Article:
My current setup is Kubuntu 9.10, using the Avant Window Navigator dock instead of the KDE panel, the Bespin themes and Aurorae window decorations, those two being set to make it look fairly Mac-like. I’m also using a Mac theme on the AWN dock. Note that it’s worth using the AWN version in PPA; the one in the standard Ubuntu repositories is fairly old and has a lot less functionality than what’s in PPA.
My only gripe right now with Kubuntu (and this is really a KDE 4 gripe, not a Kubuntu-specific one) is that the Display tool in the control center does not handle dual-head well at all. In fact, I would say it doesn’t really handle dual-monitors at all. I got my dual display configured using the proprietary ATI tool, amdcccle. Running the KDE Display tool will cause the tool to break the setup again when it starts and then amdcccle has to be used again. Overall, KDE 4 is quite good now, but dealing with dual monitors is still something it handles poorly.
FWIW, most (all?) of the functionality you mention in Greenie is in other distros, too, although it sounds like they do a good job of bringing it front and center.
Yep. Ideal for a Linux newbie. My teenage daughter’s PC was always being killed by viruses and such and in the end I lost all patients and installed Pardus on her PC over 2 years ago. She took to it like a duck to water. Her only complaint was that her school didn’t support OpenOffice documnets, but she found a way round that by saving them as a .doc.
Peter and Ambleston: Thanks to both of you for your advice, i’ll definitely use it.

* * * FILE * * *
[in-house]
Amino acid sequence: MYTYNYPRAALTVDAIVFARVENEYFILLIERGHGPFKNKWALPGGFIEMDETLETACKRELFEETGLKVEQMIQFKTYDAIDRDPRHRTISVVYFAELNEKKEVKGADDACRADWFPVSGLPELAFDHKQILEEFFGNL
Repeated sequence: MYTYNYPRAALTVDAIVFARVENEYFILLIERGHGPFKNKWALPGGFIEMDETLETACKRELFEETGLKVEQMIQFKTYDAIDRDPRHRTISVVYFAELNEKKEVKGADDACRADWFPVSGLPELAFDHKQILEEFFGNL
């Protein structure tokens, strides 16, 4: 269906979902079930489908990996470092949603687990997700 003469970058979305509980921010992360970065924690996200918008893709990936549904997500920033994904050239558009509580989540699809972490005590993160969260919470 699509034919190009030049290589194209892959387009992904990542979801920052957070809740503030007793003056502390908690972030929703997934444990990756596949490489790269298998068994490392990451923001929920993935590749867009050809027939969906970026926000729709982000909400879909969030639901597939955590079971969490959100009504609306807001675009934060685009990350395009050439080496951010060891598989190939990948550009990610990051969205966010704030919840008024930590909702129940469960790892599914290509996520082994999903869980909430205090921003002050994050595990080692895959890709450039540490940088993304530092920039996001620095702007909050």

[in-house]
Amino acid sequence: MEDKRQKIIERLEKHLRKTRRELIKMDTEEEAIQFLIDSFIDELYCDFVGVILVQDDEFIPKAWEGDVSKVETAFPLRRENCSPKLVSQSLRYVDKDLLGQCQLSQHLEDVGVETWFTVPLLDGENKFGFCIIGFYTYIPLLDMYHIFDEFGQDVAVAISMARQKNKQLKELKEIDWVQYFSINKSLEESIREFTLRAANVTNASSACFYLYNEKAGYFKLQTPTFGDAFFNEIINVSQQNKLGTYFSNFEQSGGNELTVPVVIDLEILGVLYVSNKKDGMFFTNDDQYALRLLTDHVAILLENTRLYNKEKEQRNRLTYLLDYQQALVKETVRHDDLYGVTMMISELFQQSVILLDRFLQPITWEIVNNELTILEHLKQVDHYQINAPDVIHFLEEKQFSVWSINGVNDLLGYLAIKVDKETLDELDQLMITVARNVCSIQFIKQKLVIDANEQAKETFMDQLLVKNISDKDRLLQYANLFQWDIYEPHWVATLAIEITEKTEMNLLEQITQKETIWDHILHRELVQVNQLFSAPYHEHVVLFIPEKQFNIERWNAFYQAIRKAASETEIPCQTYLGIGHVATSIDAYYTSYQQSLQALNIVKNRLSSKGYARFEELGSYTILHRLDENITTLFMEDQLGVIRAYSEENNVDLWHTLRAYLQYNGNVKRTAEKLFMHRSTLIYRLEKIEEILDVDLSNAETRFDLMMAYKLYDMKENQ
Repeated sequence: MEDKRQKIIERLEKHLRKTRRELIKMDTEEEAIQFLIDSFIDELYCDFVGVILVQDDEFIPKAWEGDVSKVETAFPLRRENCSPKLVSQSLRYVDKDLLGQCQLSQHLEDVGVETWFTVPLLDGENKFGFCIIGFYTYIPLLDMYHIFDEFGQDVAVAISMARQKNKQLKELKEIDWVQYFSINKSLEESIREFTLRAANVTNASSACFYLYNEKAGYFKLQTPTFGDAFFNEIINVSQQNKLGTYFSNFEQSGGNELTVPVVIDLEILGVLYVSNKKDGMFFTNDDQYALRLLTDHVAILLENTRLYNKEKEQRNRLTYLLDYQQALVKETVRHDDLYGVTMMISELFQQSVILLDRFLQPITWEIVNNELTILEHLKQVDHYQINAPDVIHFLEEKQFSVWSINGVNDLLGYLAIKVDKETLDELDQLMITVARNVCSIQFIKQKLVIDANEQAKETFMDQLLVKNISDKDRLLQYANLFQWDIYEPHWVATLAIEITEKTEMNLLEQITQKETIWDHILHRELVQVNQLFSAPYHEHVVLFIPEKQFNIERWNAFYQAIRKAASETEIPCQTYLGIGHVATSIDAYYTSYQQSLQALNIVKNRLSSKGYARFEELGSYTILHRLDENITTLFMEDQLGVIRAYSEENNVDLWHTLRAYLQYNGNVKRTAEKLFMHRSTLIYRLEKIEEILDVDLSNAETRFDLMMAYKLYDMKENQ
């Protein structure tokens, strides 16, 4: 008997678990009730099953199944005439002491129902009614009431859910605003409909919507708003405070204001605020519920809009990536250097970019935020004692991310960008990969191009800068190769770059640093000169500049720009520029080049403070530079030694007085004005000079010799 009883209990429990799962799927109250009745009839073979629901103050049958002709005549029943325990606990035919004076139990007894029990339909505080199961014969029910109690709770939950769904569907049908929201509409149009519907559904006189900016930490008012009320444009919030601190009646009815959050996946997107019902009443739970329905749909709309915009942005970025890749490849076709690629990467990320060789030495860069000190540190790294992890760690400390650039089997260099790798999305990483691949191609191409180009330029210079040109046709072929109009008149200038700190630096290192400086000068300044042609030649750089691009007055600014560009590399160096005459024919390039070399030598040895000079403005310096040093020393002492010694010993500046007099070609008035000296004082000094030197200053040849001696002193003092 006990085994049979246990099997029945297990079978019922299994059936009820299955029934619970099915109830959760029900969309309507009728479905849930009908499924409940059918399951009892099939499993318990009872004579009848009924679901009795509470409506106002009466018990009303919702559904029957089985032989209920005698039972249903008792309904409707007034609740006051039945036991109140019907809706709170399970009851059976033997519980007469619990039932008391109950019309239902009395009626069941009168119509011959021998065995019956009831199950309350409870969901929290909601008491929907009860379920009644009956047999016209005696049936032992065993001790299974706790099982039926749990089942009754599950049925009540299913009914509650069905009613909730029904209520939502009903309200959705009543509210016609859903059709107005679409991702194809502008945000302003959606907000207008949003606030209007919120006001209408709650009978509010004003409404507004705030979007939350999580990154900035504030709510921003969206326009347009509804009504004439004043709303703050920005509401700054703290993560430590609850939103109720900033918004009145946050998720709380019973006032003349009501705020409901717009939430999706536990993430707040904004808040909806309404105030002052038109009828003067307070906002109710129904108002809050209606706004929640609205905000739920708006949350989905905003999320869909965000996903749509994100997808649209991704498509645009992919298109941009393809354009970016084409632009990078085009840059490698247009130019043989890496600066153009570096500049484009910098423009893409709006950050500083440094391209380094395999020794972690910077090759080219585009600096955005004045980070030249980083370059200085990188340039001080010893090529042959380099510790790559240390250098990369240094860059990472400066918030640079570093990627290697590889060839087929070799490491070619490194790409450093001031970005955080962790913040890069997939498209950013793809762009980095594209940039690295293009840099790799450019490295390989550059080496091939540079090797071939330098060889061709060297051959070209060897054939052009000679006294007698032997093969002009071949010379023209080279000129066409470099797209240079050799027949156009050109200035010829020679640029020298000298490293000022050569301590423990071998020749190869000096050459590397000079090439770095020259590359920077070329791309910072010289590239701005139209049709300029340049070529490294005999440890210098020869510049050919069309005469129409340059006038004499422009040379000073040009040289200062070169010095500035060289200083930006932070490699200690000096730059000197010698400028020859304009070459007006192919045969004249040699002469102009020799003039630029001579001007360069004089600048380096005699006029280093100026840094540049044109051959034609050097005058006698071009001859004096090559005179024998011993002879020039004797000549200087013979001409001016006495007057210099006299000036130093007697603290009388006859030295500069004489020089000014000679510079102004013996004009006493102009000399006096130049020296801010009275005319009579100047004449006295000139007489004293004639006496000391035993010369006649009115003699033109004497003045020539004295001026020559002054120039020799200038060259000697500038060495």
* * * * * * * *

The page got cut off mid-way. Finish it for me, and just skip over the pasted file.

They actually have a nice theme that better matches the installation – it’s got red window titles and uses the “Bespin” buttons (half-spheres and spheres to maximize/minimize/etc.). I can’t remember what it’s called at the moment, but I think it’s the only default theme of the kind. (Note that Pardus’ initial theme selection does two things – colours and window title buttons.)
[quote]y only gripe right now with Kubuntu (and this is really a KDE 4 gripe, not a Kubuntu-specific one) is that the Display tool in the control center does not handle dual-head well at all. [/quote]
Try the hugely underrated Mandriva. It has a very nice tool for this that works very nicely for me. 2010.0 is a lovely implementation of KDE4.
I can recommend Pardus. Mostly because it works “out of the box” all DVD, Mp3 mediacodecs etc.. are pre-installed from the start.
Thoose are not in Mandriva or Ubuntu, you must install them yourself later.
You get good help from the forum to:
And from the Wiki/guide:
love the new flavour of linux will look at it personally!
Great review, thanks!